The Hound of the Baskervilles
What parents need to know
Parents Need to Know
Parents need to know that this is classic Holmes and Watson, and also free of some of the more problematical content that crops up elsewhere in the Sherlock canon (e.g. the famous 7 percent solution of cocaine). Probably more cerebral and less spooky than its many movie treatments, it's still effective at evoking an atmosphere of foreboding, which may be an issue for more sensitive kids. This edition also includes the original illustrations that accompanied the story when it was first serialized in The Strand, a nice atmospheric period detail.
What's the story?
Sir Henry Baskerville, a young man recently arrived from North America to take possession of the estate of his uncle, who's died suddenly, seeks the counsel and protection of Sherlock Holmes. The wealthy Sir Charles apparently died fleeing in terror from an unknown enemy; meanwhile, Sir Henry himself is receiving mysterious threats, perhaps related to a Baskerville family curse involving an innocent maiden, a reprobate ancestor, and a vengeful hound. Holmes, busy with other affairs, sends the faithful Dr. Watson to the country to keep watch over Sir Henry and send back reports, which are soon flowing with accounts of the gloomy moor and surroundings. Among the cast: Dr. Mortimer, the eccentric country practitioner; the enigmatic Barrymores, who have has been servants to the Baskervilles for generations; Stapleton and his ubiquitous butterfly net, not to mention his sister, who quickly becomes Sir Henry's romantic interest. Meanwhile a murderer has escaped from the nearby prison and is loose on the moor, spine-chilling howls are heard at night by sober men, and Watson and Sir Henry are more nervous than they care to admit. Surprise revelations and terrifying moments ensue before Holmes brings things to a generally safe conclusion.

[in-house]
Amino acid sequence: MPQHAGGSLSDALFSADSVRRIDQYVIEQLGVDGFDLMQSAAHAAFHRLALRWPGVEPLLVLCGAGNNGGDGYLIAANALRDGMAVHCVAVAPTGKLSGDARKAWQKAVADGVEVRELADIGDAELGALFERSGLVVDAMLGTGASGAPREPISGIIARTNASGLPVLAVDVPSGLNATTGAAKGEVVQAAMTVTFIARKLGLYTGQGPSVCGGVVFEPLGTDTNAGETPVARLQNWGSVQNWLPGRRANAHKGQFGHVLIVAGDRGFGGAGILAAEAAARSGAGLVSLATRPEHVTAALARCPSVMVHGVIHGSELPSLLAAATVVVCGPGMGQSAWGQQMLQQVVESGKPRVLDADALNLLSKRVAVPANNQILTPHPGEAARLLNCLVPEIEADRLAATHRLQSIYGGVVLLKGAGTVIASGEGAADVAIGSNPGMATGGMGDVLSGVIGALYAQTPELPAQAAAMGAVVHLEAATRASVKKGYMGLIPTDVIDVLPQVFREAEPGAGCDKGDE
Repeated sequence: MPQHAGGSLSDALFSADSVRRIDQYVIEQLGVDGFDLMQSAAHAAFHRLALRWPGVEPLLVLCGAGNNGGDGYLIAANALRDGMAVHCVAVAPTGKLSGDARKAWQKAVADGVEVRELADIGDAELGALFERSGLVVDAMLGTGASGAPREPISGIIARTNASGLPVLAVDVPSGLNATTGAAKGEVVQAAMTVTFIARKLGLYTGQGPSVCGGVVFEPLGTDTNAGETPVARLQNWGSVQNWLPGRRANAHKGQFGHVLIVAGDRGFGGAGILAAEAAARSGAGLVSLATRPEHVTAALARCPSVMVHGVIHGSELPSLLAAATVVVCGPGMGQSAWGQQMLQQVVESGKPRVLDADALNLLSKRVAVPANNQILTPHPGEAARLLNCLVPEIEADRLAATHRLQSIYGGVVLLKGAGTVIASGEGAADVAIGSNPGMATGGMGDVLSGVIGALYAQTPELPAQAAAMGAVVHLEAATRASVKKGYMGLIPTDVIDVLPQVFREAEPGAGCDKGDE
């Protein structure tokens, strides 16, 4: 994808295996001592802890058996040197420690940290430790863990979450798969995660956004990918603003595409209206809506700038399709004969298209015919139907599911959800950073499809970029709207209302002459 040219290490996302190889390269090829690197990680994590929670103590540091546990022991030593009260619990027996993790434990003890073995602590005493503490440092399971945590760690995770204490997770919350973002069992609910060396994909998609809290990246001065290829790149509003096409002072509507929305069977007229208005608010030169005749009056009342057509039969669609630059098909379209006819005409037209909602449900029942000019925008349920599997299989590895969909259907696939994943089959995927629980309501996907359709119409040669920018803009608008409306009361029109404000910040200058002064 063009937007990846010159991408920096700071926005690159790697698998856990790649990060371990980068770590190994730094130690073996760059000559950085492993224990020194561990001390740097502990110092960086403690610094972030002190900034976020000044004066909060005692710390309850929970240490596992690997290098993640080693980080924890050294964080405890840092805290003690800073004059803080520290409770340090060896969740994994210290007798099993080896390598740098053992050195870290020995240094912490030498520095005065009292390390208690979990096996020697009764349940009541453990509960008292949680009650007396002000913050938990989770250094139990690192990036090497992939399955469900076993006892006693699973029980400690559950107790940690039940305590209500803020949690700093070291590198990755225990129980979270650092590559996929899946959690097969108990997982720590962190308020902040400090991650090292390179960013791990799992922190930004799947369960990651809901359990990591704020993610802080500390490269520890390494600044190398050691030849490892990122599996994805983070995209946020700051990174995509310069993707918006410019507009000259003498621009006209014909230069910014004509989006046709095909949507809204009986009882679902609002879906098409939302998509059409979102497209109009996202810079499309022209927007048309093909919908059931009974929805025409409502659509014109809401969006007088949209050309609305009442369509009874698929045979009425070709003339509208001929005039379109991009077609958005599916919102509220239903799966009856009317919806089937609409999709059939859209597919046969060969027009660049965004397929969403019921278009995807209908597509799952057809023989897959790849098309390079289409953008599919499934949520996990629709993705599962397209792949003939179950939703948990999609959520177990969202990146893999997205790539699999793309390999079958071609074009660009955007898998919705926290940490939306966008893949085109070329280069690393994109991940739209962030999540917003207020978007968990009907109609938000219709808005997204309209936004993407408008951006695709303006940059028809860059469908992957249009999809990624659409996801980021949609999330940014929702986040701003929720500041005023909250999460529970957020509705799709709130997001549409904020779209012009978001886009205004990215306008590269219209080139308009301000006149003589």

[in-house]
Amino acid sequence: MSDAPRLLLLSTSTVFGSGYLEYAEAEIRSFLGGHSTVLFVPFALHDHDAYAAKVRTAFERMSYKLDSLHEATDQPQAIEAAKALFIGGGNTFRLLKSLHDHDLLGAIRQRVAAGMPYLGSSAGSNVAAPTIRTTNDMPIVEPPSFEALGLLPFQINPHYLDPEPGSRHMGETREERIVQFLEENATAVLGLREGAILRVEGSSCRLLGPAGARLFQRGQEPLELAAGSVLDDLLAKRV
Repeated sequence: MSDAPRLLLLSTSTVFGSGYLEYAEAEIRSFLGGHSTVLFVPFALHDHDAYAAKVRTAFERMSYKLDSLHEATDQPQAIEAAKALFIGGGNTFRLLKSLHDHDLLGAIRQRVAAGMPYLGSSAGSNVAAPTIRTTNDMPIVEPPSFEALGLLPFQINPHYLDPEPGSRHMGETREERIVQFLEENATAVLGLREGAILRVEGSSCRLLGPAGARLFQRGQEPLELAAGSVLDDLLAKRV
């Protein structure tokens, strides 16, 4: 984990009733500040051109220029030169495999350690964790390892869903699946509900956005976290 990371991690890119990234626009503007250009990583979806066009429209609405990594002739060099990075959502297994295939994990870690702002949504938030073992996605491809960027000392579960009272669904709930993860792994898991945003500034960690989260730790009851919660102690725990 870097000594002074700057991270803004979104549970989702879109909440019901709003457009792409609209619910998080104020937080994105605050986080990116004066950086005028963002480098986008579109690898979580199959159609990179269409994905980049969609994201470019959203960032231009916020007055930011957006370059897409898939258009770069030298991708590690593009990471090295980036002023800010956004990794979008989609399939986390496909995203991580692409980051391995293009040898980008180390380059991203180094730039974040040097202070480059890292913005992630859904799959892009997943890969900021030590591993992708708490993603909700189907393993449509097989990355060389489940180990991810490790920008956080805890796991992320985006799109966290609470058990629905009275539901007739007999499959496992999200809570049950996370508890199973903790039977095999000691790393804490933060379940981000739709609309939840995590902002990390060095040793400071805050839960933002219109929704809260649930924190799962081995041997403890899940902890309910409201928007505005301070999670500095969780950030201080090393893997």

Is it any good?
There's a pretty good case to be made that this is Holmes at his finest; in any case, it's a great introduction to the master detective and his faithful chronicler. The plot moves along at a good pace, the quality of the writing is excellent (even if Watson and Doyle are a bit wordy by today's standards), and none of the potential pitfalls that crop up elsewhere in the canon and might require parental intervention, from Mormon-bashing to drug use, is in evidence here. Holmes and Watson are well portrayed and have some classic, character-defining interactions.
Families can talk about...
Families can talk about detectives and how they solve problems. How did Sherlock Holmes figure out the true nature of the threat to Sir Henry and the identity of the villain?
What do you think about the idea of a family curse? Do you think they're real? How might the idea of a family curse be used to manipulate people in ways other than in this story?
Do you think Holmes and Watson might have done a better job of protecting Sir Henry? How?
One of the great scenes in this story involves Holmes looking at the portraits of Baskerville ancestors in the hallway of the mansion and seeing their resemblance to his contemporaries. What stories come to mind when you look at photos of your ancestor? What living family members do they remind you of?